1. Last week the Bankruptcy Court for the Middle District of Florida dismissed a Chapter 13 bankruptcy proceeding brought by a debtor (“Johnson”) in an effort to “repay his mortgage debt.” In re Johnson, Case No.: 3:18-bk-659-JAF (Fla. Mid. Dist. October 1, 2018). Johnson had previously received a discharge of his debt in a Chapter 7 bankruptcy proceeding wherein he agreed to surrender his mortgaged property to Charles Schwab Bank (“Schwab”), the mortgagee. Despite his stated intention to surrender the property, subsequent to discharge, Johnson “vigorously fought” Schwab’s mortgage foreclosure for several years.
  2. Due to the holding of Failla v. Citibank, N.A. (In re Failla), 838 F. 3d 1170 (11th 2016), Johnson eventually entered into an agreed order at the foreclosure trial which explicitly precluded him from “defending the Foreclosure Case or taking any other action to delay the foreclosure of the Property…” The Court entered a foreclosure judgment and scheduled a sale. The day before the sale, Johnson filed for bankruptcy protection under Chapter 13 indicating a desire to modify the Schwab mortgage. The Bank moved to dismiss the bankruptcy petition “arguing the Debtor filed [his] case in bad faith and lost the right to retain his home when he surrendered the Property in his Chapter 7 Case and then again when he agreed a second time to surrender the Property under the Agreed Order [in the foreclosure proceedings].”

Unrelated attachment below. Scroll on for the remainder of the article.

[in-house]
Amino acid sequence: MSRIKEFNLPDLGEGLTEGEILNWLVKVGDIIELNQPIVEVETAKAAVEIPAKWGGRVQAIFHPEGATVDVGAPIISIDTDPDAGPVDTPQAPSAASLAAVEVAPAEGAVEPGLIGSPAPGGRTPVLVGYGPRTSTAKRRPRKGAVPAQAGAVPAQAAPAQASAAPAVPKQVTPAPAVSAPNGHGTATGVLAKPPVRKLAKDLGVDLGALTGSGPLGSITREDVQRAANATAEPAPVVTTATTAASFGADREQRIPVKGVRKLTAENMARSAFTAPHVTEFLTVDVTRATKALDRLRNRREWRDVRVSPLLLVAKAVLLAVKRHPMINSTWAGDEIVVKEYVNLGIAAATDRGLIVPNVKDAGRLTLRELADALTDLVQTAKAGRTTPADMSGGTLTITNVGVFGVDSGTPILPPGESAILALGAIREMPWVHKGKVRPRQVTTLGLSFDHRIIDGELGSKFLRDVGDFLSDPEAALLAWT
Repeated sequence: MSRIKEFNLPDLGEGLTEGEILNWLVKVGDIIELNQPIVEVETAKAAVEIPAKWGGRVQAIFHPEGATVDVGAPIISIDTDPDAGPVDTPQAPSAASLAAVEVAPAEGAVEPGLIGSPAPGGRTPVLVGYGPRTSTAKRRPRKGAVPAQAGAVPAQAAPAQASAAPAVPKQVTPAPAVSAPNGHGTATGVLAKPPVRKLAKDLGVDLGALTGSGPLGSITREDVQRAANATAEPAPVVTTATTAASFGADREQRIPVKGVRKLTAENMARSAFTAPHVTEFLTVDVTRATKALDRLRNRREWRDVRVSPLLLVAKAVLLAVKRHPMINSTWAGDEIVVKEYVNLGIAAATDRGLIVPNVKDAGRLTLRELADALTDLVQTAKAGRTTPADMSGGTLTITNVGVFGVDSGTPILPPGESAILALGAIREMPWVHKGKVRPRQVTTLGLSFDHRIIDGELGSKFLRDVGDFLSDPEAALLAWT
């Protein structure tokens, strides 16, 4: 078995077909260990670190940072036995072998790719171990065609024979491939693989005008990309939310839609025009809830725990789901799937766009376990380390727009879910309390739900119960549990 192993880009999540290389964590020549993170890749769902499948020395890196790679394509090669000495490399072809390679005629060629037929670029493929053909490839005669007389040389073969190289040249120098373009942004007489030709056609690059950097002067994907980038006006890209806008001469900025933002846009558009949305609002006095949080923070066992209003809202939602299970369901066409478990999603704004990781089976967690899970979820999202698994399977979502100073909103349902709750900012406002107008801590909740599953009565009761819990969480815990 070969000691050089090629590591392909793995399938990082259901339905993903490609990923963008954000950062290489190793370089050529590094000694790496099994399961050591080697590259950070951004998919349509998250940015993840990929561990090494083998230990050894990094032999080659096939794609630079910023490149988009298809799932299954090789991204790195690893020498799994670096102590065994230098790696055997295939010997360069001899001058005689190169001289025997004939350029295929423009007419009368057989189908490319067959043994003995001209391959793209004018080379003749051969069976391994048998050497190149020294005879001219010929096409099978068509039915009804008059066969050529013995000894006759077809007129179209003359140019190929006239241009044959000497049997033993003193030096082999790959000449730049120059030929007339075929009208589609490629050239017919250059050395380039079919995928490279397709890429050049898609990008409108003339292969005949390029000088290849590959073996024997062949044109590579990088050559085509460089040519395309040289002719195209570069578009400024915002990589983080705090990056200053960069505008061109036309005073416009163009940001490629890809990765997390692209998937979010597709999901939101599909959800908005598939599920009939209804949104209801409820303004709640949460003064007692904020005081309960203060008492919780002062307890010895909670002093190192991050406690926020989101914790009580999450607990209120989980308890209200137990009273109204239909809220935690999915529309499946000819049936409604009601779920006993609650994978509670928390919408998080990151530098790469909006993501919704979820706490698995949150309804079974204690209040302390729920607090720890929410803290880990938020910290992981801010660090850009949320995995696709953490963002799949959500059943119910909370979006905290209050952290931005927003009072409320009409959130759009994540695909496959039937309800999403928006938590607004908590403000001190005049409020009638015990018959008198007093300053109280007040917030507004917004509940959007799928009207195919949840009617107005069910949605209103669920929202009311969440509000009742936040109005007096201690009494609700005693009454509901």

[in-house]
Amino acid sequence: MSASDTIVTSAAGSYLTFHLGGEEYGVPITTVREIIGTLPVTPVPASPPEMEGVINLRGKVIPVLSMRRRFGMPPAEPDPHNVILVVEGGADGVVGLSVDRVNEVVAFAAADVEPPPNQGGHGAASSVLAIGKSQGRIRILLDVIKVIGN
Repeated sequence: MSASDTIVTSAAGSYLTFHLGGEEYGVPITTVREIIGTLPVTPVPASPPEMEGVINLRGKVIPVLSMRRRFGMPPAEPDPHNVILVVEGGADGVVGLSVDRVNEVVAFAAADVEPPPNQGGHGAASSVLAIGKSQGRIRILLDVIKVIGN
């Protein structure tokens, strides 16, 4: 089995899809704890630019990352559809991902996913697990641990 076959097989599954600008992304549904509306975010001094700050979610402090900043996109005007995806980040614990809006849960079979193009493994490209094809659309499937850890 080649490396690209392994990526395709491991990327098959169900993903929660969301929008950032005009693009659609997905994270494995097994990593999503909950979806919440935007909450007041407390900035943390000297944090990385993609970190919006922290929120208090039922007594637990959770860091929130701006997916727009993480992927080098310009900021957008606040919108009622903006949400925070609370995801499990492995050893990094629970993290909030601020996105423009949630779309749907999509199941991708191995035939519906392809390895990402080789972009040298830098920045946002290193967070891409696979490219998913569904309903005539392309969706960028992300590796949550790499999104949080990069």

3. The Middle District agreed with Schwab finding Johnson was “attempting to enjoy indefinite possession of the Property while simultaneously hindering and prolonging the state court process.” The Court noted Johnson’s decision to wait until the day before the foreclosure sale to file his Chapter 13 case demonstrated his true intention was delay, not modification of the Schwab mortgage. The Court concluded Johnson’s actions in this regard abused the provisions and purpose of the Bankruptcy Code and that he did not file his Chapter 13 petition in good faith. Although declining to award sanctions for the alleged frivolous bankruptcy filing, the Court dismissed Johnson’s bankruptcy case and enjoined Johnson and his wife from filing for bankruptcy relief for a period of 180 days.

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